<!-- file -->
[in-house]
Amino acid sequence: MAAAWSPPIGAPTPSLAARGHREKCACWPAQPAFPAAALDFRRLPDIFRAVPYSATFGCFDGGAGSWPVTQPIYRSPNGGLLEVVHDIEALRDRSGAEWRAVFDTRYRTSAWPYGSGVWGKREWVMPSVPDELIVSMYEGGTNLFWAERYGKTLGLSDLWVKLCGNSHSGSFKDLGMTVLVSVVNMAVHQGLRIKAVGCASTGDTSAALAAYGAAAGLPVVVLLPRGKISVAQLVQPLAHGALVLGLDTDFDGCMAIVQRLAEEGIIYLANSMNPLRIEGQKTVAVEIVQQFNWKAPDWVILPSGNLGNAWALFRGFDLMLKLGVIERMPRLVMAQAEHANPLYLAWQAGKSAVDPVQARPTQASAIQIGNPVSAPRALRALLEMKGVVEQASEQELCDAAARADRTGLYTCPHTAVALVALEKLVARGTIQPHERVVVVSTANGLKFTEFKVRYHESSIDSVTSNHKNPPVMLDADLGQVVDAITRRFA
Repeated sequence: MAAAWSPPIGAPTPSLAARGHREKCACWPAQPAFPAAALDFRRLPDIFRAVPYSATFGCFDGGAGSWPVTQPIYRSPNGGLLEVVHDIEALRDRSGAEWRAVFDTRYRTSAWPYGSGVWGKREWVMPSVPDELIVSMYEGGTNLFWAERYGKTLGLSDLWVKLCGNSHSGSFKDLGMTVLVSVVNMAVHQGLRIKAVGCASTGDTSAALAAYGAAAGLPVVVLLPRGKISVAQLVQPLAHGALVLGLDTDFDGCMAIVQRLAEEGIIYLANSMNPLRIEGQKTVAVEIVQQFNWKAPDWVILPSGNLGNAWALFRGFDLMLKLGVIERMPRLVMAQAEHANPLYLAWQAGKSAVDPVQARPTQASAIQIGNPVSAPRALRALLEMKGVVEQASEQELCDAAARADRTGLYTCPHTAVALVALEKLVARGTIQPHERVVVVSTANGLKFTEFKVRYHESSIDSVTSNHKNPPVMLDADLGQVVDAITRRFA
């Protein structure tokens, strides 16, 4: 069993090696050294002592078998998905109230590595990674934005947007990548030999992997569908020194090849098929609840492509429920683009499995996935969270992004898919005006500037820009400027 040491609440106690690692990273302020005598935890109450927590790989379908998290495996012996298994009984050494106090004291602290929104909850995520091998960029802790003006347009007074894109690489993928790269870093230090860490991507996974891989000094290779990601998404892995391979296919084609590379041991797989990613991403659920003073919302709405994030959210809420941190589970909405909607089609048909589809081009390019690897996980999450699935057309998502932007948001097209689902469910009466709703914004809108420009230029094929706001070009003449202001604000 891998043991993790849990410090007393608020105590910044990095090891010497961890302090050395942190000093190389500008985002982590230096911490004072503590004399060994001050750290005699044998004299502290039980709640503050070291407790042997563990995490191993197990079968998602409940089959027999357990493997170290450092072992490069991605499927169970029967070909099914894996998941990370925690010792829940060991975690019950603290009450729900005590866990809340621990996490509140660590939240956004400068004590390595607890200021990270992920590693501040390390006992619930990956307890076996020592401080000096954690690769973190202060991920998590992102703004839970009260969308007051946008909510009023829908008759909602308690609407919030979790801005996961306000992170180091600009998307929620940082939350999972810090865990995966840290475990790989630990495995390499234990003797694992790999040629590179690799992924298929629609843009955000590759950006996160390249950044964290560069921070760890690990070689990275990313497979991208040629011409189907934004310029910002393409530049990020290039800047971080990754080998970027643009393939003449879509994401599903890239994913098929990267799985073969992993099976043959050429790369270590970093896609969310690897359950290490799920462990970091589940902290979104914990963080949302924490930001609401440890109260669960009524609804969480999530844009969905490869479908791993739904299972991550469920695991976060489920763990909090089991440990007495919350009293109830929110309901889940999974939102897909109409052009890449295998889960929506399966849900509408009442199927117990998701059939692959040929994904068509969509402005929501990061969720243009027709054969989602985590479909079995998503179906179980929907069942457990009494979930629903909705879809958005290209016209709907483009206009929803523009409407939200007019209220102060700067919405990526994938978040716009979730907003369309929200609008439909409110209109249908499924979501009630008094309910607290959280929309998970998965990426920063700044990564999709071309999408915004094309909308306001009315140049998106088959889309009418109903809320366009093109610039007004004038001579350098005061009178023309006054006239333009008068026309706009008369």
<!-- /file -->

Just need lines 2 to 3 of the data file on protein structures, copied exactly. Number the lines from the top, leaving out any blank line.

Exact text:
Amino acid sequence: MAAAWSPPIGAPTPSLAARGHREKCACWPAQPAFPAAALDFRRLPDIFRAVPYSATFGCFDGGAGSWPVTQPIYRSPNGGLLEVVHDIEALRDRSGAEWRAVFDTRYRTSAWPYGSGVWGKREWVMPSVPDELIVSMYEGGTNLFWAERYGKTLGLSDLWVKLCGNSHSGSFKDLGMTVLVSVVNMAVHQGLRIKAVGCASTGDTSAALAAYGAAAGLPVVVLLPRGKISVAQLVQPLAHGALVLGLDTDFDGCMAIVQRLAEEGIIYLANSMNPLRIEGQKTVAVEIVQQFNWKAPDWVILPSGNLGNAWALFRGFDLMLKLGVIERMPRLVMAQAEHANPLYLAWQAGKSAVDPVQARPTQASAIQIGNPVSAPRALRALLEMKGVVEQASEQELCDAAARADRTGLYTCPHTAVALVALEKLVARGTIQPHERVVVVSTANGLKFTEFKVRYHESSIDSVTSNHKNPPVMLDADLGQVVDAITRRFA
Repeated sequence: MAAAWSPPIGAPTPSLAARGHREKCACWPAQPAFPAAALDFRRLPDIFRAVPYSATFGCFDGGAGSWPVTQPIYRSPNGGLLEVVHDIEALRDRSGAEWRAVFDTRYRTSAWPYGSGVWGKREWVMPSVPDELIVSMYEGGTNLFWAERYGKTLGLSDLWVKLCGNSHSGSFKDLGMTVLVSVVNMAVHQGLRIKAVGCASTGDTSAALAAYGAAAGLPVVVLLPRGKISVAQLVQPLAHGALVLGLDTDFDGCMAIVQRLAEEGIIYLANSMNPLRIEGQKTVAVEIVQQFNWKAPDWVILPSGNLGNAWALFRGFDLMLKLGVIERMPRLVMAQAEHANPLYLAWQAGKSAVDPVQARPTQASAIQIGNPVSAPRALRALLEMKGVVEQASEQELCDAAARADRTGLYTCPHTAVALVALEKLVARGTIQPHERVVVVSTANGLKFTEFKVRYHESSIDSVTSNHKNPPVMLDADLGQVVDAITRRFA